Sometimes I find myself wondering what life would have been like living and growing up in the 1800s before the Emancipation Proclamation, when slavery was still widely accepted. I like to think that, even then, I would have been the kind of person who was adamantly against that. I think (and hope) that most of us would probably have that same sentiment and claim, "Oh if I would have been alive then, I would have done something about it!" And to those people, I would like to pose a question, why aren't you doing anything now? Living in a developing country has obviously significantly altered my perspective but I like to think things were changing for me well before that. My whole life I have grown up believing that everyone, no matter their race, religion, gender, sexual preference, whatever, should be treated the same. This means that we should all be allowed the same basic, fundamental human rights.
I think that right now individuals of homosexual/bisexual preferences are the next human rights movement. The fact that this group of people largely aren't allowed to marry the one they love and are shown enormous amounts of hatred, discrimination and sometimes violent acts because of the way they were born?! Come on. That's horrifying. I think the United States is slowly making strides but overall and elsewhere in the world, the battle is just beginning.
Some of you may be wondering why I am writing about this. You may be thinking, wow this has nothing to do with living in Senegal; when, in fact, it does. Homosexuality is completely under wraps here. I don't think it's something I'm going to be able to change in my service here but it is an issue I care deeply about and since this is my blog, I do what I want! Lesbian, gay, bisexual, and transgender (LGBT) individuals in Senegal face legal challenges not experienced by non-LGBT residents. Senegal specifically out laws same-sex sexual acts, and has prosecuted men accused of homosexuality in the past. Homosexuals face routine discrimination in the society. According to the 2007 Pew Global Attitudes Project, 97 percent of Senegalese residents believe that homosexuality is a way of life that society should not accept, which was the second-highest rate of non-acceptance in the 45 countries surveyed. (go ahead, look it up if you don’t believe me, http://pewglobal.org/files/pdf/258.pdf)! This doesn’t have anything really to do with my Peace Corps work but it’s something I care strongly about and may even pursue a graduate degree in international policy with an emphasis on human rights.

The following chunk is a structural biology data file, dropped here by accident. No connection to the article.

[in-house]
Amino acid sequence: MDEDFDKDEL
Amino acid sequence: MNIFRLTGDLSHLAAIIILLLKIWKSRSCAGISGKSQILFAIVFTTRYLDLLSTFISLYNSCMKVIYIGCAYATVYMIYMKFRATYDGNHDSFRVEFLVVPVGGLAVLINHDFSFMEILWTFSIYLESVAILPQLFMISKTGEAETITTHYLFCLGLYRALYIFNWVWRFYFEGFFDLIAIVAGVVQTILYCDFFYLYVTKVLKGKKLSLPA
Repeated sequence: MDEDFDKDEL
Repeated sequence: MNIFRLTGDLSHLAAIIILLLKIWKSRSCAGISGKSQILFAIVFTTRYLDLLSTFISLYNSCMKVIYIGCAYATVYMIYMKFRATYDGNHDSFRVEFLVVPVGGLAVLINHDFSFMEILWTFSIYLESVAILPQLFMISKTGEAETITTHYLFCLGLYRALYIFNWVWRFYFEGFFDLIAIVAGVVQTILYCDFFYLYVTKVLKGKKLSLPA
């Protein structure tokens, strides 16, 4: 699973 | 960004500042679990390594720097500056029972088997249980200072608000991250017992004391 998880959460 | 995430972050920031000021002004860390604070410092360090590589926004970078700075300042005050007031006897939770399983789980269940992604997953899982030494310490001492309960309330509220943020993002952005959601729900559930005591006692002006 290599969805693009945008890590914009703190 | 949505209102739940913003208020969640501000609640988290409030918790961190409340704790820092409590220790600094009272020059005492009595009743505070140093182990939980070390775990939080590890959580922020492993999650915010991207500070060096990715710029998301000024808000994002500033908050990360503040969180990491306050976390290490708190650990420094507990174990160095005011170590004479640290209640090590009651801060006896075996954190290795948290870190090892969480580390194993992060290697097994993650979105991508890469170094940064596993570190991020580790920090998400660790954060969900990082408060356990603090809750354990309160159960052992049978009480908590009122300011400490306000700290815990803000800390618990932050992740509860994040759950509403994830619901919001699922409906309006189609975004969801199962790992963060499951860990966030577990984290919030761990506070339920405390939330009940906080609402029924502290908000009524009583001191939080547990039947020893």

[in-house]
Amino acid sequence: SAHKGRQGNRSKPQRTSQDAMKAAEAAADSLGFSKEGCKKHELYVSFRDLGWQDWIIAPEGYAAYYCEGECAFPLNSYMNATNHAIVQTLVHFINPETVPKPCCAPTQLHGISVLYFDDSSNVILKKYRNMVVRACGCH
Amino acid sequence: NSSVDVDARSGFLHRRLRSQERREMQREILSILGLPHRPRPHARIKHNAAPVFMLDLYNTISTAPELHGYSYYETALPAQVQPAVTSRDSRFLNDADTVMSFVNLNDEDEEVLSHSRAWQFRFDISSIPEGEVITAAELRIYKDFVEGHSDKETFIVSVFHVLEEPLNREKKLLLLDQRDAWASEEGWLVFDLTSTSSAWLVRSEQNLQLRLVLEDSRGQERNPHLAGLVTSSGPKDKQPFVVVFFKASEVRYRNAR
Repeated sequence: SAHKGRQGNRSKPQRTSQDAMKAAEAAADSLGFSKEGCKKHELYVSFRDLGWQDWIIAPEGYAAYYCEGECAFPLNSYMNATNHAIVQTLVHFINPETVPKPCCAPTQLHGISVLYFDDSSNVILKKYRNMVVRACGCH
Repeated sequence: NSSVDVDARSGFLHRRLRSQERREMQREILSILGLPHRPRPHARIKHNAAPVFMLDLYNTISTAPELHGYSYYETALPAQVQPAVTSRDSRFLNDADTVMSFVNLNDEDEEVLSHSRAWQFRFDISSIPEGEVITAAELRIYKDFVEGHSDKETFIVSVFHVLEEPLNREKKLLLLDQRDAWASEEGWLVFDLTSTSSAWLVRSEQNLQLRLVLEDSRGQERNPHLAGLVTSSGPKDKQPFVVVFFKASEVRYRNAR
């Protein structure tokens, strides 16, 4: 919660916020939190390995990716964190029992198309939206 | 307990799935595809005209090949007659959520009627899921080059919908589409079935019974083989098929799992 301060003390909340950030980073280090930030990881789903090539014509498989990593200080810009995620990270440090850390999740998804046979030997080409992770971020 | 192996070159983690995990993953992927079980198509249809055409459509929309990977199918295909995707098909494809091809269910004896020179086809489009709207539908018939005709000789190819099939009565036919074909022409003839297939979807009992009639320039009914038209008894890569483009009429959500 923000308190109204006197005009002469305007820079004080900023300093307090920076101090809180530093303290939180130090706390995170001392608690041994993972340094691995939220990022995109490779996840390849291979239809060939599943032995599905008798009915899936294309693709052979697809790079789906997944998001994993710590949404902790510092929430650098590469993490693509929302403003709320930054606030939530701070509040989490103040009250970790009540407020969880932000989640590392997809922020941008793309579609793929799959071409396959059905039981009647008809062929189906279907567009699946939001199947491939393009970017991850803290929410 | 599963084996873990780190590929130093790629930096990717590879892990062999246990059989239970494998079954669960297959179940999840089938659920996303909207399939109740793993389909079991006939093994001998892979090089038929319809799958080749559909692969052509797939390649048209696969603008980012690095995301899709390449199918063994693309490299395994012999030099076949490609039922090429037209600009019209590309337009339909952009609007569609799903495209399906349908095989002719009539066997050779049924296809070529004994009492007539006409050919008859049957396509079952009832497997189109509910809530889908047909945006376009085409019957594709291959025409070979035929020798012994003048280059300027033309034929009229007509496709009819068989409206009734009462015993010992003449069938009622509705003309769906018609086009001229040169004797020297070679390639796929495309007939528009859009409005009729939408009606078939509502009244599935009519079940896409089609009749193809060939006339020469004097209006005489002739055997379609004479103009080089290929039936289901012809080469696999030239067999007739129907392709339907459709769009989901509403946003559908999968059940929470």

As you may or may not know, back in college, I interned with a fantastic organization in Utah called the Utah Council for Citizen Diplomacy. The mission of this organization is to promote respect and understanding between the people of Utah and other nations. The guiding principle being citizen diplomacy is the concept that the individual has the right, even the responsibility, to help shape U.S. foreign relations, “one handshake at a time.” (Yes, that was taken directly off their website, utahdiplomacy.org, checkitout).
All of that basically means that this organization would host international visitors from all over the world that were studying various topics. I’m sure you’re wondering why they would want to come to Utah of all places. The visitor that I was especially touched by came to Utah from Uganda because she wanted to study LGBTQ rights in a conservative community. Salt Lake City was the perfect place for that. I organized her entire program (meetings, hotel, meals, etc.) and even got to accompany her for her entire stay. She was an amazing woman and the fear with which she lived her life every day by simply being the person she was in her home country was appalling. She confided in me that she was terrified to go home, that one of her good friends had just been KILLED because there were suspicions that he was homosexual. In certain countries, you can be imprisoned by simply KNOWING someone is homosexual and not turning them in. Before this gets too intense or goes too far, I’ll wrap it up by saying that I just wanted to explain a little bit of my background working in this area. I also want to encourage anyone who actually reads this to do something if they are as frustrated and disgusted by how things are as I am. Join a support group, write a letter, support a friend. Even something that seems small can make a difference.